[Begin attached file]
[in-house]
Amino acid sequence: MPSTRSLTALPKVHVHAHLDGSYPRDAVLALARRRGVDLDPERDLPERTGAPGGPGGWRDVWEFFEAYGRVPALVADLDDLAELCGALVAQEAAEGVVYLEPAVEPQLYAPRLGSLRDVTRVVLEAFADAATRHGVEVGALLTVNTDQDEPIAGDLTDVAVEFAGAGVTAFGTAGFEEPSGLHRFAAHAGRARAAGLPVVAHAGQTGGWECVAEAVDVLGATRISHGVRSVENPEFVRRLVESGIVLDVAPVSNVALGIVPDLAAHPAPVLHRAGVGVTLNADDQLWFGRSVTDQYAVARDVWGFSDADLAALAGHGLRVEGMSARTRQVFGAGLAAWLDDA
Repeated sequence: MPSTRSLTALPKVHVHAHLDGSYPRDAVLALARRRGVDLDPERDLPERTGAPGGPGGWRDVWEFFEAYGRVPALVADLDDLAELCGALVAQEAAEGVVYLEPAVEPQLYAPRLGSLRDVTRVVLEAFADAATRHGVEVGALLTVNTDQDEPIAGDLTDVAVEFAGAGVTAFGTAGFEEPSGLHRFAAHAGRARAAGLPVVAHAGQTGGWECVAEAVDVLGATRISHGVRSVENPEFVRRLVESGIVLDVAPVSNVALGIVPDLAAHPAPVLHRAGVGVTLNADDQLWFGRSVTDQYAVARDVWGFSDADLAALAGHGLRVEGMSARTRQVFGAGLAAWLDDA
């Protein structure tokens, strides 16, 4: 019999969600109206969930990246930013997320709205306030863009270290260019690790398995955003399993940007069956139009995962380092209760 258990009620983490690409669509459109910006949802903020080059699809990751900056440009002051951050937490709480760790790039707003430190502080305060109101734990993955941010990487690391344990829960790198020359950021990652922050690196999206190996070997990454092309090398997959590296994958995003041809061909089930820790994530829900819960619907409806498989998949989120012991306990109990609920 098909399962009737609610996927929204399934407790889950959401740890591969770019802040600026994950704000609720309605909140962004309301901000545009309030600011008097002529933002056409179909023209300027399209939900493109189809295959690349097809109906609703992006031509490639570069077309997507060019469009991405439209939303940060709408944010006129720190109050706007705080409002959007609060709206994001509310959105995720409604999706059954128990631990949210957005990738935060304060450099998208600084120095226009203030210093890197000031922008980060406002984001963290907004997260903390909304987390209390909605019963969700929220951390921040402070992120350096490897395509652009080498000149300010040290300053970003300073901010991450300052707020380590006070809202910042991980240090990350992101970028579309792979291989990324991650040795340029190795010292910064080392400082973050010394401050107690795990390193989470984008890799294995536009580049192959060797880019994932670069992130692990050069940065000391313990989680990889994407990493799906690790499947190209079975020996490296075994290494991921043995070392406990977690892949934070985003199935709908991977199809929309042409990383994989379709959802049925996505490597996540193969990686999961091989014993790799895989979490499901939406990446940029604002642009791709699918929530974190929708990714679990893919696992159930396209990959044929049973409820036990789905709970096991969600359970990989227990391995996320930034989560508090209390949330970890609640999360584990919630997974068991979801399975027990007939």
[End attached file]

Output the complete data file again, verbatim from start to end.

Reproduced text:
[in-house]
Amino acid sequence: MPSTRSLTALPKVHVHAHLDGSYPRDAVLALARRRGVDLDPERDLPERTGAPGGPGGWRDVWEFFEAYGRVPALVADLDDLAELCGALVAQEAAEGVVYLEPAVEPQLYAPRLGSLRDVTRVVLEAFADAATRHGVEVGALLTVNTDQDEPIAGDLTDVAVEFAGAGVTAFGTAGFEEPSGLHRFAAHAGRARAAGLPVVAHAGQTGGWECVAEAVDVLGATRISHGVRSVENPEFVRRLVESGIVLDVAPVSNVALGIVPDLAAHPAPVLHRAGVGVTLNADDQLWFGRSVTDQYAVARDVWGFSDADLAALAGHGLRVEGMSARTRQVFGAGLAAWLDDA
Repeated sequence: MPSTRSLTALPKVHVHAHLDGSYPRDAVLALARRRGVDLDPERDLPERTGAPGGPGGWRDVWEFFEAYGRVPALVADLDDLAELCGALVAQEAAEGVVYLEPAVEPQLYAPRLGSLRDVTRVVLEAFADAATRHGVEVGALLTVNTDQDEPIAGDLTDVAVEFAGAGVTAFGTAGFEEPSGLHRFAAHAGRARAAGLPVVAHAGQTGGWECVAEAVDVLGATRISHGVRSVENPEFVRRLVESGIVLDVAPVSNVALGIVPDLAAHPAPVLHRAGVGVTLNADDQLWFGRSVTDQYAVARDVWGFSDADLAALAGHGLRVEGMSARTRQVFGAGLAAWLDDA
């Protein structure tokens, strides 16, 4: 019999969600109206969930990246930013997320709205306030863009270290260019690790398995955003399993940007069956139009995962380092209760 258990009620983490690409669509459109910006949802903020080059699809990751900056440009002051951050937490709480760790790039707003430190502080305060109101734990993955941010990487690391344990829960790198020359950021990652922050690196999206190996070997990454092309090398997959590296994958995003041809061909089930820790994530829900819960619907409806498989998949989120012991306990109990609920 098909399962009737609610996927929204399934407790889950959401740890591969770019802040600026994950704000609720309605909140962004309301901000545009309030600011008097002529933002056409179909023209300027399209939900493109189809295959690349097809109906609703992006031509490639570069077309997507060019469009991405439209939303940060709408944010006129720190109050706007705080409002959007609060709206994001509310959105995720409604999706059954128990631990949210957005990738935060304060450099998208600084120095226009203030210093890197000031922008980060406002984001963290907004997260903390909304987390209390909605019963969700929220951390921040402070992120350096490897395509652009080498000149300010040290300053970003300073901010991450300052707020380590006070809202910042991980240090990350992101970028579309792979291989990324991650040795340029190795010292910064080392400082973050010394401050107690795990390193989470984008890799294995536009580049192959060797880019994932670069992130692990050069940065000391313990989680990889994407990493799906690790499947190209079975020996490296075994290494991921043995070392406990977690892949934070985003199935709908991977199809929309042409990383994989379709959802049925996505490597996540193969990686999961091989014993790799895989979490499901939406990446940029604002642009791709699918929530974190929708990714679990893919696992159930396209990959044929049973409820036990789905709970096991969600359970990989227990391995996320930034989560508090209390949330970890609640999360584990919630997974068991979801399975027990007939």